All "systems" and "paradigms" we use in all areas of life are simply a means to describe what we see and feel and live with and experience. I refer back to science because it seeks to explain why we feel these things.

I hope you found this an interesting post...

4 Responses

  1. Hunter

    So I realize this is a old post, but thought this might be the most fitting post for my question.

    I have been reading about the benefits of Yoga, and especially paired with Cross-fit.

    Question is, with an SI Joint that has been found to be hypermoble on one side, could Yoga be counter productive?

    Yoga has a lot of asymmetrical positions, as well as positions that seem to push the boundaries of mobility of certain (or all) joints.


    Thank, Hunter

    1. Hi Hunter. No problem.

      Quite a number of beliefs in your comment that need questionning – not because they are wrong but because it helps everyone to question everything.

      1. Hiw did they diagnose it was hypermobile on one side? It it controllable? It is a torn ligament? Will it ever get better?

      2. Yoga benefits with crossfit – i think it is good but what type of person are you – hypermobile type or hypomobile type? How is your balance and control? Do you find doing yoga harder or easier than an overhead squat?

      3. Yoga does have asymmetrical positions – is this a bad thing?

      4. Pushing the limits of flexibility – is tjis a goodnor bad thing?

      Personally, I need more information and to assess you to answer your question fairly…therefore, you are going to get the tried and true favourite response – it is hard to say if it is good or bad for you. You should get assessed before conmencing any physical activity program. Yoga might be good for you or it might make you worse.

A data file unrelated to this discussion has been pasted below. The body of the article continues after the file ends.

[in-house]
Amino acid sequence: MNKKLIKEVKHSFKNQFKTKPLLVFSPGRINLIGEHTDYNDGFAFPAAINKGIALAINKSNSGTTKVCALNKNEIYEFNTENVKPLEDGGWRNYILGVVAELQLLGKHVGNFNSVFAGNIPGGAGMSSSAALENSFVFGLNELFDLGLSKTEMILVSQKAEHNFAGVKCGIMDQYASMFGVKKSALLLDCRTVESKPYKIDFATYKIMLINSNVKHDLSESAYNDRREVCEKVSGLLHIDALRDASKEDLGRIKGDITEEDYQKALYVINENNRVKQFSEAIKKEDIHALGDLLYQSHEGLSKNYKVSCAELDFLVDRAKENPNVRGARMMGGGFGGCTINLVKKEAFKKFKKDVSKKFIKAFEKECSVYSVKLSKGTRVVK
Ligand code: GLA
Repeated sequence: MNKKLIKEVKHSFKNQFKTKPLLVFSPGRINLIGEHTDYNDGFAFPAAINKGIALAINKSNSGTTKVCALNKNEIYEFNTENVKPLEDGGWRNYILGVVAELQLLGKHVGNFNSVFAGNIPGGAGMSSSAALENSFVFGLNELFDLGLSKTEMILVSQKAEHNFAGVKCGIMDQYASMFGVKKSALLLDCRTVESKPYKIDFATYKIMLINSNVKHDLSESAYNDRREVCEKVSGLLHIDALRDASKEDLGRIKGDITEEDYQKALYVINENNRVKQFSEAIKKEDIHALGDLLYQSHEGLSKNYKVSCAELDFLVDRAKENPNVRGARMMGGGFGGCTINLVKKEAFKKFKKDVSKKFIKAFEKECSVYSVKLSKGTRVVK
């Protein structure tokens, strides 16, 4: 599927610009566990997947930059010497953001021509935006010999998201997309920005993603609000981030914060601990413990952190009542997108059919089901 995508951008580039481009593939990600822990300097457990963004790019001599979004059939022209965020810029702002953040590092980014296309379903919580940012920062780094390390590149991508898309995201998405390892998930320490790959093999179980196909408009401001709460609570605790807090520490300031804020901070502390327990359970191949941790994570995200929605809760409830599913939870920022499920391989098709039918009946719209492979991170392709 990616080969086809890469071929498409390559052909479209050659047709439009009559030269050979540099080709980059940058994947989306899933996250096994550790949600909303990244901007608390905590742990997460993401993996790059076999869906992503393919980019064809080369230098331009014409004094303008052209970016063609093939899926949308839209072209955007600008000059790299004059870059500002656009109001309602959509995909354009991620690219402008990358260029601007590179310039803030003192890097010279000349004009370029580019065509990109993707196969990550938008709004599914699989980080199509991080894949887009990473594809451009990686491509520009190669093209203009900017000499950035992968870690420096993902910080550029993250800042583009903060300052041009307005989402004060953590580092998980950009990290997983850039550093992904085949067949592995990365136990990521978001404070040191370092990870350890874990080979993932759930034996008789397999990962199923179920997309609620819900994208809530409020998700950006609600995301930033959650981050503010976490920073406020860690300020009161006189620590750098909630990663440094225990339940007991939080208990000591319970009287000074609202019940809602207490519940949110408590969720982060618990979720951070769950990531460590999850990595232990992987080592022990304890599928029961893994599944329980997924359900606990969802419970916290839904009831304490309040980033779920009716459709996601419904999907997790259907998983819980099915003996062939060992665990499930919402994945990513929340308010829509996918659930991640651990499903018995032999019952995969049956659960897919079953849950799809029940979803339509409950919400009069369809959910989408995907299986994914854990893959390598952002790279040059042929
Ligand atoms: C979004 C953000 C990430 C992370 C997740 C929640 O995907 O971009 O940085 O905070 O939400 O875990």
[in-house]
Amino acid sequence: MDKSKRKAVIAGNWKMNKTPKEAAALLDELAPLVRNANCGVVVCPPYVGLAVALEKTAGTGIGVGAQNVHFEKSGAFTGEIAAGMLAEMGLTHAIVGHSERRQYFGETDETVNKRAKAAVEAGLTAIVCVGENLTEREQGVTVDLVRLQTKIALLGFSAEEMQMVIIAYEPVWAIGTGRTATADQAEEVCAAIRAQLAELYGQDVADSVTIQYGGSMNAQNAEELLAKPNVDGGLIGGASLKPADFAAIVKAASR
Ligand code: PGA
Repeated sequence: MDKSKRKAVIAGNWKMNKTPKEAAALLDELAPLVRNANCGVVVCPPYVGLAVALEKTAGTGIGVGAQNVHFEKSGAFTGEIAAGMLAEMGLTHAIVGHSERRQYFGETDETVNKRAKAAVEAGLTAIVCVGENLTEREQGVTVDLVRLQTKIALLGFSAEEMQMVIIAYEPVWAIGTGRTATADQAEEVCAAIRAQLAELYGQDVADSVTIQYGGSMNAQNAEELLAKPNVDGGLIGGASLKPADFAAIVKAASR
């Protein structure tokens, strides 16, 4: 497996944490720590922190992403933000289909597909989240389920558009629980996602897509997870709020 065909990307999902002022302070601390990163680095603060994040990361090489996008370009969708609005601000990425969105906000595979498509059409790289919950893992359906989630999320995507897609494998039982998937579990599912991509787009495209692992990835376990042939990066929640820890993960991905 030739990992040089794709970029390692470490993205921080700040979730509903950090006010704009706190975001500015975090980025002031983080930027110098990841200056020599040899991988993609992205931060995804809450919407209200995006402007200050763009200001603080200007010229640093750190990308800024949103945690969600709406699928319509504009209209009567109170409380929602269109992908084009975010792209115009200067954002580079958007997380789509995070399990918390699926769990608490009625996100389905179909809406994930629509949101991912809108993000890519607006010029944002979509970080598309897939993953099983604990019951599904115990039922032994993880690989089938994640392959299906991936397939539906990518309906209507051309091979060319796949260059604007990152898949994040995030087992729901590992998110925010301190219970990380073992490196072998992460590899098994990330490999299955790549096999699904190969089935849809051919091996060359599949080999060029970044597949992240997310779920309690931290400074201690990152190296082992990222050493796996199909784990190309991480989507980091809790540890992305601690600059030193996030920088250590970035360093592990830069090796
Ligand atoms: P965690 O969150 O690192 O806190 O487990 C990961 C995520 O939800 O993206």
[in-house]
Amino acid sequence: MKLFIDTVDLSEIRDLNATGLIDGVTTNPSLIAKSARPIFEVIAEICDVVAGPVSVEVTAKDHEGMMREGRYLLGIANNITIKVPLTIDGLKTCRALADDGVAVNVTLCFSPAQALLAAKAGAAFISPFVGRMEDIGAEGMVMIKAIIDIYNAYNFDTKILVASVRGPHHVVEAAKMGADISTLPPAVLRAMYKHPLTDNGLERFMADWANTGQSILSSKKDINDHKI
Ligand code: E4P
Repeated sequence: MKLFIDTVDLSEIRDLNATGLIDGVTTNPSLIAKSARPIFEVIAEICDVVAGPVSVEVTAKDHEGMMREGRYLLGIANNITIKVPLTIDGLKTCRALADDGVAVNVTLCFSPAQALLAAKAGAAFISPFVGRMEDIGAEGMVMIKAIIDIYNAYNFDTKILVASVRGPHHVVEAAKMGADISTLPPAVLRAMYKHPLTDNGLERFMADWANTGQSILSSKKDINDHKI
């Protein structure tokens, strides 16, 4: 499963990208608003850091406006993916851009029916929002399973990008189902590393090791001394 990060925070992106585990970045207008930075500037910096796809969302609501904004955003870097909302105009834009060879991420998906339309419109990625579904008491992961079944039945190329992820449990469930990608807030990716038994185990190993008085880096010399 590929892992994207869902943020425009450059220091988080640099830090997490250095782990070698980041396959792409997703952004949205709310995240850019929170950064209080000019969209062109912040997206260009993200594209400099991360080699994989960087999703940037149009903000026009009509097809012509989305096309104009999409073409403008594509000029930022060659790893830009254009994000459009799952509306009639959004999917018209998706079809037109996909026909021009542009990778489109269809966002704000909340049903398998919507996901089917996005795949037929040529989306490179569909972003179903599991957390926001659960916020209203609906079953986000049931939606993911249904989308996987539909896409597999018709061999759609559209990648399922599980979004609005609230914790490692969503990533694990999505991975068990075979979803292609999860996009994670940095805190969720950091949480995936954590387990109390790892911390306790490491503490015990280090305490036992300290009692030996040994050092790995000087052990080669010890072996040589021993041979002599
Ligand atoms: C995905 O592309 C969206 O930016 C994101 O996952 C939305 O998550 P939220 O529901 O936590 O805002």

Sorry for being general – i hope you understand why.

      1. Hunter

        Antony, Thanks for the reply!

        1) Iliac crest on right posterior side bulges out more, especially when sitting and leaning forward. Not sure on the specifics of diagnosis, had mri done (showed no problem), it was my PT who noticed it during functional movement test of some type. PT thinks I should have no problems as long as I stay active and continue to work on stabilization. It was explained to me as a “lax” ligament in SI that was causing sciatica, hip pain, r knee, right ankle, etc. Also, I believe it was explained to me that due to hyper on right side, my left SI has compensated and become hypo. Will it get better? Maybe I have some research to do on ligaments, thought ligaments stay “lax” once injured.

        2) Apparently told I was Hyper on right, Hypo on the left. Balance and control I believe are good. Don’t due a lot of overhead due to shoulder issues(jiu-jitsu over the years really messed me up).

        3) Guess this is where my being hyper on right, hypo on left might come into play.

        4)Good question, what if it involves hypermobile joint? This also will lead me back to doing some further research on whether or not injured “lax” ligaments can be fixed (w/o surgery).

        I totally under stand the generality of the response. Guess to get to a question thats not about me personally. Assuming someone had a hypermobile joint. Would you discourage pushing limits of flexibility in those areas. I know some of my questions beg other questions first, so thanks for any response. I guess I have a lot more to learn about SIJD, and what type I have specifically.

        ps, one of your posts on FB SIJD forum was the reason I decided to start facing the pain, and that getting active again (with guidance from my PT) will help me from getting worse down the road. Thanks for all the time you spend helping strangers from the other side of the world!


        1. Thanks Hunter. I would keep things within limits and work with the PT to determine how much you can do. I dont usually “push” things, i seek to improve the range and control over all joints.